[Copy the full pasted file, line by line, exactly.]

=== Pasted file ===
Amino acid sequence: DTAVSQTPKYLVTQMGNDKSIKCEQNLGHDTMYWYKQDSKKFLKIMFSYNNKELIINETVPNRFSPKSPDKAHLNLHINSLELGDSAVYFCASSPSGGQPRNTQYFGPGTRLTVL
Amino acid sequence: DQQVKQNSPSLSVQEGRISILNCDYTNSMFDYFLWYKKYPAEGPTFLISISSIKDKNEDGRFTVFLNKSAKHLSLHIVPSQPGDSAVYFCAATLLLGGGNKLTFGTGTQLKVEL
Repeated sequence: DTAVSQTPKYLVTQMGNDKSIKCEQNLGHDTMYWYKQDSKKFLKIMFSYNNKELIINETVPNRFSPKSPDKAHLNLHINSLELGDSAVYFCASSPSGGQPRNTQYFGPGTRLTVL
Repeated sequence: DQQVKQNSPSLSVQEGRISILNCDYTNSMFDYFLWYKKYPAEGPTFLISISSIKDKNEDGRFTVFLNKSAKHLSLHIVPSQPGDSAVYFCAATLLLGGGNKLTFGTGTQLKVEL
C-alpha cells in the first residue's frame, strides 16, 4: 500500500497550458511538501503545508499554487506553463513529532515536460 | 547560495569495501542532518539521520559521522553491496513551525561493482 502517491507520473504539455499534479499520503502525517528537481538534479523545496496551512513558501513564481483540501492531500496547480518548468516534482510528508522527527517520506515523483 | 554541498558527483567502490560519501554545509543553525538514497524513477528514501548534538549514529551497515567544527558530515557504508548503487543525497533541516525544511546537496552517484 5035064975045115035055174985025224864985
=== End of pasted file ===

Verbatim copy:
Amino acid sequence: DTAVSQTPKYLVTQMGNDKSIKCEQNLGHDTMYWYKQDSKKFLKIMFSYNNKELIINETVPNRFSPKSPDKAHLNLHINSLELGDSAVYFCASSPSGGQPRNTQYFGPGTRLTVL
Amino acid sequence: DQQVKQNSPSLSVQEGRISILNCDYTNSMFDYFLWYKKYPAEGPTFLISISSIKDKNEDGRFTVFLNKSAKHLSLHIVPSQPGDSAVYFCAATLLLGGGNKLTFGTGTQLKVEL
Repeated sequence: DTAVSQTPKYLVTQMGNDKSIKCEQNLGHDTMYWYKQDSKKFLKIMFSYNNKELIINETVPNRFSPKSPDKAHLNLHINSLELGDSAVYFCASSPSGGQPRNTQYFGPGTRLTVL
Repeated sequence: DQQVKQNSPSLSVQEGRISILNCDYTNSMFDYFLWYKKYPAEGPTFLISISSIKDKNEDGRFTVFLNKSAKHLSLHIVPSQPGDSAVYFCAATLLLGGGNKLTFGTGTQLKVEL
C-alpha cells in the first residue's frame, strides 16, 4: 500500500497550458511538501503545508499554487506553463513529532515536460 | 547560495569495501542532518539521520559521522553491496513551525561493482 502517491507520473504539455499534479499520503502525517528537481538534479523545496496551512513558501513564481483540501492531500496547480518548468516534482510528508522527527517520506515523483 | 554541498558527483567502490560519501554545509543553525538514497524513477528514501548534538549514529551497515567544527558530515557504508548503487543525497533541516525544511546537496552517484 5035064975045115035055174985025224864985